Investigations by Congress and special counsel Robert Mueller looking into whether the Russian government interfered with the 2016 U.S. presidential election took a dramatic turn this week when Steve Bannon, former chief strategist to President Trump, refused to comply with a subpoena from the US House Intelligence Committee to answer questions about his time in the White House. In the Q&A that follows, Professor David Sklansky discusses subpoenas and the law governing these investigations.
Earlier this week Bannon made headlines when he refused to answer questions put to him by members of the US House Intelligence Committee. That refusal resulted in the quick issuance of a subpoena during the meeting, yet he still refused to answer key questions, evidently citing executive privilege. What do you make of his reason for not complying with that subpoena?
Apparently Bannon refused, on instructions from the White House, to answer any questions about anything that happened during the transition or after Trump took office. That’s further than any remotely plausible interpretation of executive privilege would reach. And it’s a position that would mean that there could never be any meaningful congressional oversight of the executive branch, or of presidential transitions.
It’s not clear that executive privilege applies to presidential transitions at all. And even after a president takes office, executive privilege is limited. It gives way, for example, when there is a strong need for the evidence in question. And as far as we know the White House hasn’t asserted executive privilege in connection with any of what Bannon would testify about. So this really is just stonewalling. I don’t think Congress should go along with it. And it doesn’t look as though they will.
Special Counsel Mueller subpoenaed Bannon to appear before a grand jury this week. Why was he subpoenaed?
We can’t know for sure, because Mueller and his team have been admirably close-lipped about their investigation. But Mueller is charged with investigating ties between the Trump campaign and Russia, as well as any related efforts to obstruct justice. Bannon helped run Trump’s campaign and then was a top official in the White House. So it’s completely understandable that Mueller would have questions for him.
It was also reported that Bannon will now cooperate with special counsel Mueller. Does that mean that he won’t have to go before the grand jury?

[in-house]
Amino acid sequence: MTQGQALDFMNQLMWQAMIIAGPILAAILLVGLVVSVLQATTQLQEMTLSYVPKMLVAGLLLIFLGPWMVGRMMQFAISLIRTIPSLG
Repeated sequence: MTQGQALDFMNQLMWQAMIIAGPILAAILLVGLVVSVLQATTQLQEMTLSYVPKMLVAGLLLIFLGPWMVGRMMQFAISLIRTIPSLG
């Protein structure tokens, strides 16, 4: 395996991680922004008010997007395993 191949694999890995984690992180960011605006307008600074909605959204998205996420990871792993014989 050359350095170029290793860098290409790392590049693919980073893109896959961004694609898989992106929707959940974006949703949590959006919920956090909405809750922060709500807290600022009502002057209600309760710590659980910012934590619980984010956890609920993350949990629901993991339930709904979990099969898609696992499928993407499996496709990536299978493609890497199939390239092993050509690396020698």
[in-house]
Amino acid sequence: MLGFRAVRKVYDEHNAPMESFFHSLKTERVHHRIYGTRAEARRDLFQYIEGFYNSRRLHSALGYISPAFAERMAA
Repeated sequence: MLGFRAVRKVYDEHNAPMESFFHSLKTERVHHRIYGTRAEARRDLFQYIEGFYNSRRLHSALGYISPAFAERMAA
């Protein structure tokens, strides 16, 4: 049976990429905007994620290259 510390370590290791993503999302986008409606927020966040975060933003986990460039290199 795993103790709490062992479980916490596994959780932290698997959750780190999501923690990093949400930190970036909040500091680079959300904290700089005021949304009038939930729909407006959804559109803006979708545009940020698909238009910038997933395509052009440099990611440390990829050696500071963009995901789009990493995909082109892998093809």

Yes, probably. It’s common in a federal criminal investigation for prosecutors to agree to conduct an office interview with a witness in lieu of questioning the witness before a grand jury. Depending on the terms of Bannon’s agreement with the prosecutors, though, it’s still possible that he may wind up testifying before a grand jury down the road.
Why would Bannon comply with Mueller’s subpoena and not the one issued by the House?
We don’t know what questions, if any, Bannon will refuse to answer when he meets with the Special Counsel’s office, or what discussions, if any, Bannon’s lawyers have had with Mueller’s team about what they plan to ask him. But Bannon may, in fact, have more incentive to cooperate with Mueller than with Congress: Mueller carries a bigger club.
Can Congress force Bannon—or any witness—to speak?
Congress can issue subpoenas, as it already has. If Bannon refuses to comply with the subpoenas, he can be prosecuted in court for contempt, but this would require action by the Department of Justice, and that is unlikely to happen quickly, if at all. Congress also has the power to hold a witness in contempt on its own, without involving the courts, but this power hasn’t been used in over eighty years.
What happens if Bannon ends up not cooperating with Mueller and his team? Are there additional legal tools to force him to speak?
They can do what they’ve already done: issue a subpoena that requires Bannon to appear before a grand jury unless he works out an arrangement to talk to prosecutors outside the grand jury room. If that agreement falls through, and if Bannon refuses to comply with the grand jury subpoena, he could be prosecuted for contempt. Or he could be jailed until he agrees to testify.
David Alan Sklansky is the Stanley Morrison Professor of Law and Faculty Co-Directory of the Stanford Criminal Justice Center. He is the author of Democracy and the Police (Stanford University Press 2008), and he writes regularly about criminal procedure and law enforcement.